Feature by: Jack Foley
FOR Joe Wright, director of Pride & Prejudice, there were
a number of obstacles to overcome in bringing Jane Austen's novel
to the big screen, especially in light of the popularity of previous
Yet the talented director has created an excellent piece of work
that benefits from a strong cast, some stunning use of location
and the single-mindedness of his own vision.
Austen's novel still sells in excess of 100,000 copies a year
and was last adapted for the small screen by the BBC in 1995 for
a memorable mini-series starring Colin Firth.
Yet Wright's version is a fresh yet faithful adaptation of the
original novel that retains its own identity, while remaining
relevant for audiences of all ages to enjoy.
"You just have to ignore the fact that it’s a historical
drama," he told a recent London press conference.
"We really got involved with the emotions and the realities
of the characters, and that’s what’s important in
any story, whether it’s set in 2005 or 1797.
"We also questioned why it is that in period dramas you
always see carriages pull up beside big houses, you’d have
the wide shots of the houses and big wide shots of the rooms simply
because you’re in a nice location.
"You wouldn’t do that if you were filming in some
semi-detached house in Bromley.
"So it was really to ignore the fact that it was a period
drama, and yet at the same time look at the detail of the period
as much as possible.
"We enjoyed researching what ladies would do when they wanted
to go to the toilet at a ball, when there were 500 ladies and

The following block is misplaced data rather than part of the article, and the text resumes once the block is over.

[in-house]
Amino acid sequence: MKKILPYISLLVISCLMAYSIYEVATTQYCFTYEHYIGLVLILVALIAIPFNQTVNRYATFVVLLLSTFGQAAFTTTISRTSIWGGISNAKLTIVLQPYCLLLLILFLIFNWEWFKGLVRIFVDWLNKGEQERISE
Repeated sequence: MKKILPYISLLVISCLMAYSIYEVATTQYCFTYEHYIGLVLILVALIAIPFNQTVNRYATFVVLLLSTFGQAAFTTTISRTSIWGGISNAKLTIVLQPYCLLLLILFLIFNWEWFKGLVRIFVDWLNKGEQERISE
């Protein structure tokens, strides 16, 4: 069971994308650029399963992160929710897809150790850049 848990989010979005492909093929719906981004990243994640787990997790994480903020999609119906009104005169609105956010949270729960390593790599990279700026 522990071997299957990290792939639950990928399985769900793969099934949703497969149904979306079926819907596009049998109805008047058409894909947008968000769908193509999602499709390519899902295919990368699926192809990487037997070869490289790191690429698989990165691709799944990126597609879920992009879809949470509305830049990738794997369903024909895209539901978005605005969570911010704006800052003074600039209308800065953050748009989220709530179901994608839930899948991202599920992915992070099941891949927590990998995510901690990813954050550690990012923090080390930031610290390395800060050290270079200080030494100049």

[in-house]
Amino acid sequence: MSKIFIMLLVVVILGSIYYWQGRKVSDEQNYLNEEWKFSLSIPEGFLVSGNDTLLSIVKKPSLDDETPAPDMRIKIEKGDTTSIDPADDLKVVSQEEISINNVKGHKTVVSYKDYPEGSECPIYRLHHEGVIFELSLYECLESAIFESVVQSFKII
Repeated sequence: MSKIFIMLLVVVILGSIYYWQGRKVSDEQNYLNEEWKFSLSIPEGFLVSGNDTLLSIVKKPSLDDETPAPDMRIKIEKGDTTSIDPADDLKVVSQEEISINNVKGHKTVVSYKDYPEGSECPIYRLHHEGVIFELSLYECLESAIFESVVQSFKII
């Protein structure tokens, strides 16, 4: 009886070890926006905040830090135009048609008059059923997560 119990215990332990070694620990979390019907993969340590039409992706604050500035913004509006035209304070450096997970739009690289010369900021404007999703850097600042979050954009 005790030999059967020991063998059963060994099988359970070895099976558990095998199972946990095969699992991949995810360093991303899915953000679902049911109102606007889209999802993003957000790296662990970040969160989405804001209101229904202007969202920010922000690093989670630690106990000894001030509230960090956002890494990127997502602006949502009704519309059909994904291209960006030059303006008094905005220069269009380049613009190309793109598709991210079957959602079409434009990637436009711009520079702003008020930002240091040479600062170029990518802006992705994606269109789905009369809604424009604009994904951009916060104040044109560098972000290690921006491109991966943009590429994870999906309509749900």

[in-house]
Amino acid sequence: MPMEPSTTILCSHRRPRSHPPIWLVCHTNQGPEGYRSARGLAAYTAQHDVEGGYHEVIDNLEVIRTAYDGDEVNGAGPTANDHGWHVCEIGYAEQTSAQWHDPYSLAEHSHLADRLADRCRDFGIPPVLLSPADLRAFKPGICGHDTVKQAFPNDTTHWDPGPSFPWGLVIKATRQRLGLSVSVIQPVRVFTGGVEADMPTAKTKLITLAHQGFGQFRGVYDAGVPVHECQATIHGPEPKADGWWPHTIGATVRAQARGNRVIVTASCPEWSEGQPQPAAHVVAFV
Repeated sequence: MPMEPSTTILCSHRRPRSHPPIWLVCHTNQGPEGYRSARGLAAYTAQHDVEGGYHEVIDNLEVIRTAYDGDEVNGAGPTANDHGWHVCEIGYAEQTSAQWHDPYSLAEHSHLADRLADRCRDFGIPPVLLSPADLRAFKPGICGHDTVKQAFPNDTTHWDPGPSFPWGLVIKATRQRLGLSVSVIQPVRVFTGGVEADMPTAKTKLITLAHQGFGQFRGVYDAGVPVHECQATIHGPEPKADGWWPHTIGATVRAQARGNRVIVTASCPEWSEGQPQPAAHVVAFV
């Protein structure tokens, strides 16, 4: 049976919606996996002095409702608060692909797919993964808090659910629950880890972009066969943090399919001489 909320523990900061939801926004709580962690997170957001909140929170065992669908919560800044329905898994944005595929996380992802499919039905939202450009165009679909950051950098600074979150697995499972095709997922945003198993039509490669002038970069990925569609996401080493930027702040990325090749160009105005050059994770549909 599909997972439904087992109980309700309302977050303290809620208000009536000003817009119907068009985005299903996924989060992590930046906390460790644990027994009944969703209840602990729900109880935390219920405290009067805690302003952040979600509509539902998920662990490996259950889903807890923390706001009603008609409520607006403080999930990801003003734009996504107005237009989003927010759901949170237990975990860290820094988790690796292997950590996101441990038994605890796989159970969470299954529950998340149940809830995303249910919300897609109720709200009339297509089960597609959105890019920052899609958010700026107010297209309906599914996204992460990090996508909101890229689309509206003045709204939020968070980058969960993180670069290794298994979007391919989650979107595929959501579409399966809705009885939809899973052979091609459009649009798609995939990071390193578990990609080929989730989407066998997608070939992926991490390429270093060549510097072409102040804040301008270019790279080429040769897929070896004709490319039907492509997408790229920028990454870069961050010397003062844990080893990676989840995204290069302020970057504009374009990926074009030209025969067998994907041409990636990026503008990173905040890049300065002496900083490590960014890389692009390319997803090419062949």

not enough chamber pots.
"They’d take diuretics all day beforehand. And if
they did need to go to the toilet, they’d have to go home.
It was those kind of period details that we enjoyed. It’s
that real life that we brought into question."
Wright also chose to use actual locations where possible, to
increase the authenticity, rather than resorting to filming in
an airport hangar or studio lot at Shepperton.
It was a decision he admits was made easier by Austen's text
"I hadn’t read the book
before being sent the script, and I was shocked by how acutely
observed the novel was, and how much it felt like a piece of British
"So the idea to shoot in real locations came from that.
We wanted to create 360 degree worlds in which the characters
Needless to say, this helped the cast immeasurably, especially
since they were able to gain access in advance to many of the
Adds one of the film's co-stars, Brenda Blethyn: "Joe had
the brilliant idea of having the Bennet family go down to Groombridge
Place before we started shooting so that we would absolutely know
the house inside out before starting to work.
"It meant te wouldn’t have to stop and think ‘which
way is the kitchen’ – we’d know. And we knew
every nook and cranny of that house even before we started to
film there. It was great."
Another key aspect of the success of the film lies in its casting,
with both Keira Knightley and Matthew Macfadyen bringing their
own fascinating perspective to the roles of Elizabeth Bennet and
Yet another role, that of Mr Bennet, fell to Donald Sutherland,
whose masterly portrayal lends the film an unexpected poignancy
As Wright explained, however, the veteran star took some persuading
before he agreed to take part in it.
"He wanted to know that it was going to be done properly,"
explained the director.
"He’s done 120 films in his career, so he doesn’t
want to waste time.
"We had long e-mail discussions about the history of agriculture
and farming in the late 18th Century, and we discussed facial
hair and what kind of beard he might have.
"We also had to contend with the fact that he doesn’t
like smoking within 200 yards of him. We had long e-mail discussions,
but in the end he agreed; he got on a plane and was greeted by
five Bennet girls and his wife. And he was a very happy man to
be fussed over."
Related stories: Read
the full interview with Joe Wright
Read our verdict on the film
Keira Knightley interview
Matthew Macfadyen interview
Brenda Blethyn interview
Watch clips from the film